Lott: I might be more willing to do it, but I think there are lots of problems that you would still haveóthe issue of price controls. Economists have studied price controls for a long time and there seem to be certain universal lessons from price controls. One is they treat the symptoms rather than the cause. If I go and put price controls on gasoline like they did in the 70s, people may pay less at the pump, but they compete in other ways. What happened is people would get to gasoline stations hours before they open so they could start queuing in line so they could get the little amount of gasoline that would be sold. One of the things we know is that people are going to compete in other ways in order to get people that they like elected to office. I simply canít see how youíre going to stop all these forms of competition. Iíll give you an extreme example. Letís say they outlaw soft money donations and prevent any private donations to the candidates and have it all publicly financed. What would happen is, if I wanted to influence an election, and Iím Rupert Murdoch or Ted Turner, I go and buy a media outlet. If they go and have a favorable news story on a candidate, how are you going to count that as a donation? As long as the First Amendment means anything, it would be impossible for you to count that as a donation. Under this scenario, if you or I were to go and give money to a candidate to pay for an ad, that would be forbidden. But itís not obvious to me how one can differentiate the huge number of different ways you can contribute to and support a candidate. What theyíll try to do is to include independent expenditures. There have been some versions of the McCain-Feingold bill that would count independent expenditures towards a candidateís own expenditure limits. But there are huge problems with that. Letís say you have a Democrat running for office and I donít like him. What Iíll do is Iíll set up the KKK office in that area, and have them take out ads saying the KKK endorses this candidate, the Democrat, for office. Now the Democrat has to go spend money defending himself against this endorsement. So he gets a double whammy. He counts the money spent by the group he doesnít want an endorsement from, and that counts against his total, plus he has to spend money counteracting it. So you have all sorts of bizarre things that can go one, and I think that these campaign finance laws will reduce the information that voters get, and the system will work less efficiently than it would have otherwise. Iím not as concerned as a lot of people are about the total amount thatís being spent on campaigns simply because I donít think itís very much. When the I-Mac got introduced a few years ago by Apple, they spent something like $120 million promoting it. Thatís about what weíre going to be spending now on the presidential candidates of both the Democrats and the Republicans in the general election this year. So that doesnít sound like a lot to me. When you ask, how does the decision of who is going to be president compare to the importance of the I-MacóApple giving information about this new computer that they haveóto me it sounds like a trivial amount. People are complaining about the fact that $3 billion will be spent on elections this year, which I guess sounds like a lot. But when Ford Motor introduced the Taurus they spent something like $800 million promoting it. Another way to think about the 3 billion number is to compare it to federal government expenditures of almost $2 trillion, and thatís just federal expenditures. That doesnít include state and local expenditures, and the impact of regulations and everything else.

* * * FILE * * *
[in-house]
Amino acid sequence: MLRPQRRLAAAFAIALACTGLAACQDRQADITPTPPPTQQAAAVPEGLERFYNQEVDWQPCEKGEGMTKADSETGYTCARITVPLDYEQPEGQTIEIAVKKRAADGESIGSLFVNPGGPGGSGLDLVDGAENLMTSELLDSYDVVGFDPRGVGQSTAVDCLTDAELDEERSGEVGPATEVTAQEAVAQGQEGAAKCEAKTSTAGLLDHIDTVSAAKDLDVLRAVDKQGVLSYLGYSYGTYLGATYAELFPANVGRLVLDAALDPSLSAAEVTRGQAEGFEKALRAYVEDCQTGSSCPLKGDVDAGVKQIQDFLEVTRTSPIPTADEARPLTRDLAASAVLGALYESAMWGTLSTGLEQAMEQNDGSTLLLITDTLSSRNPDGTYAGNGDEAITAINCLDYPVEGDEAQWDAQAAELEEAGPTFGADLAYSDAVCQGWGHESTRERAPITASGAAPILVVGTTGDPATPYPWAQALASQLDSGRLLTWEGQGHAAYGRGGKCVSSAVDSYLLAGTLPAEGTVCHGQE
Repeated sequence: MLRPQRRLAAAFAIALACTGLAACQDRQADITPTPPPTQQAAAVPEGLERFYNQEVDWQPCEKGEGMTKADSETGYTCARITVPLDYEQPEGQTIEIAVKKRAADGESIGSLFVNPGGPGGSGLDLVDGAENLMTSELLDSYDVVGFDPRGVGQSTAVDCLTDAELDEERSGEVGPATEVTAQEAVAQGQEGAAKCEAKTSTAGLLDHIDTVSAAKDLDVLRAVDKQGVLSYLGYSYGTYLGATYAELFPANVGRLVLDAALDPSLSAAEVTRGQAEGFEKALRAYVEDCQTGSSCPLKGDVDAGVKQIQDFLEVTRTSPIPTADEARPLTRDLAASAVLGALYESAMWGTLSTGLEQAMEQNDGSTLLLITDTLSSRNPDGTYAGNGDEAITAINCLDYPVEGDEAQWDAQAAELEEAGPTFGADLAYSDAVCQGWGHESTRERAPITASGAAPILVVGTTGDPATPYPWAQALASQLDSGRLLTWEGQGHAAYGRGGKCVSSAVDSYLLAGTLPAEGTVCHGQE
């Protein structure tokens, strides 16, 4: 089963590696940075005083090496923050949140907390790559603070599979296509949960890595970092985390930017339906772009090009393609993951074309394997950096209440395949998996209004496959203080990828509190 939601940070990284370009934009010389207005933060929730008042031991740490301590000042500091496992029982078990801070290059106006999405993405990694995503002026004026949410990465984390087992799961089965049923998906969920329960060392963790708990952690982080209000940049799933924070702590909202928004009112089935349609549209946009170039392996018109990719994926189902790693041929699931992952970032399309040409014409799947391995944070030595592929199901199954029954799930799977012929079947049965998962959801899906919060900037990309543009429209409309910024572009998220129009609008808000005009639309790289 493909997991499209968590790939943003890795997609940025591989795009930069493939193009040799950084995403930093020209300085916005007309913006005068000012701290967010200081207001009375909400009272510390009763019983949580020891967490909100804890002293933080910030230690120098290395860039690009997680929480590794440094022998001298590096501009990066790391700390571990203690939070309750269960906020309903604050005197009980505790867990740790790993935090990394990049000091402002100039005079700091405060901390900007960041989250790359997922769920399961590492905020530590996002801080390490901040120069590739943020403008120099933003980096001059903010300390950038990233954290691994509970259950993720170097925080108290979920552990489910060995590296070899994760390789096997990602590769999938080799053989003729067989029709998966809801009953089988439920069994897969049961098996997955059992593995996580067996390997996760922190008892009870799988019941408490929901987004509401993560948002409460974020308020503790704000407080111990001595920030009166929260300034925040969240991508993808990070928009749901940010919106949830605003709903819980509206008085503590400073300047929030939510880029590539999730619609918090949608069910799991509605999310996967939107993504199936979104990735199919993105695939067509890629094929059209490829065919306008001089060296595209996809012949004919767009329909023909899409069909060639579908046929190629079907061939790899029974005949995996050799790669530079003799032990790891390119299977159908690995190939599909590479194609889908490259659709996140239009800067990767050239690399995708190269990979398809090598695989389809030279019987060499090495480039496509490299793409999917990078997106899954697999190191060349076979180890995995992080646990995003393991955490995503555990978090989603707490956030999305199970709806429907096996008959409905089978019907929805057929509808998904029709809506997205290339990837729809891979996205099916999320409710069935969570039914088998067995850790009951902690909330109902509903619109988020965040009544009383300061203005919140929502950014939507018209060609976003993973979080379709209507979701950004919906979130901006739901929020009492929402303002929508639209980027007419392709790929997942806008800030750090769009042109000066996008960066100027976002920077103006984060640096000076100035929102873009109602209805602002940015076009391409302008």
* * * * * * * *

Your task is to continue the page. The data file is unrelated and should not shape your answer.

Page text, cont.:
YFP: What campaign finance regulations, if any, would you support?
Lott: I think the best thing to do is to get people to report and know who is giving what money to whom. But I would guess that politicians have some incentive to do that anyway. If thatís what the voters want to be informed about, theyíll let them know.
YFP: So you would support no campaign finance regulations whatsoever?
Lott: Yes. I can understand the desire for a lot of these regulations. But I think that most will unfortunately create the opposite effect of what people want.
óInterview conducted by Daniel Mindus, Publisher
Joseph A. P. De Feo